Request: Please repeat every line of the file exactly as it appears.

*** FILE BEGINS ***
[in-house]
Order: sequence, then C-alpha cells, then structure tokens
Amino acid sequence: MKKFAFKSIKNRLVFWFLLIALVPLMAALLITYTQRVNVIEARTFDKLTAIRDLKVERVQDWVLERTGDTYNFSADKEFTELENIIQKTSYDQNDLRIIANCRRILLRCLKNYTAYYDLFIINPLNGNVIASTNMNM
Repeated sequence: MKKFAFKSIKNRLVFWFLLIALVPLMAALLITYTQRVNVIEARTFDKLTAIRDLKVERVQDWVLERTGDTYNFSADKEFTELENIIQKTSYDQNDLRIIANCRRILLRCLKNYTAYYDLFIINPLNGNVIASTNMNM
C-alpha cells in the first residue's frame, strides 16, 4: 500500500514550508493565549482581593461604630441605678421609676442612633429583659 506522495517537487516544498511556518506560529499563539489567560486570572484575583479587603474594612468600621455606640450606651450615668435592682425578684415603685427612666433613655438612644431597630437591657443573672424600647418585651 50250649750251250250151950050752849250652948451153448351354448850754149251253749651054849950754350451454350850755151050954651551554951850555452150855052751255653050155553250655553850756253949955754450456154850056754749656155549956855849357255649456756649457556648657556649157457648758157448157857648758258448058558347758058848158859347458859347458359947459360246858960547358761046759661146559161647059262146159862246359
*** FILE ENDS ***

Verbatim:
[in-house]
Order: sequence, then C-alpha cells, then structure tokens
Amino acid sequence: MKKFAFKSIKNRLVFWFLLIALVPLMAALLITYTQRVNVIEARTFDKLTAIRDLKVERVQDWVLERTGDTYNFSADKEFTELENIIQKTSYDQNDLRIIANCRRILLRCLKNYTAYYDLFIINPLNGNVIASTNMNM
Repeated sequence: MKKFAFKSIKNRLVFWFLLIALVPLMAALLITYTQRVNVIEARTFDKLTAIRDLKVERVQDWVLERTGDTYNFSADKEFTELENIIQKTSYDQNDLRIIANCRRILLRCLKNYTAYYDLFIINPLNGNVIASTNMNM
C-alpha cells in the first residue's frame, strides 16, 4: 500500500514550508493565549482581593461604630441605678421609676442612633429583659 506522495517537487516544498511556518506560529499563539489567560486570572484575583479587603474594612468600621455606640450606651450615668435592682425578684415603685427612666433613655438612644431597630437591657443573672424600647418585651 50250649750251250250151950050752849250652948451153448351354448850754149251253749651054849950754350451454350850755151050954651551554951850555452150855052751255653050155553250655553850756253949955754450456154850056754749656155549956855849357255649456756649457556648657556649157457648758157448157857648758258448058558347758058848158859347458859347458359947459360246858960547358761046759661146559161647059262146159862246359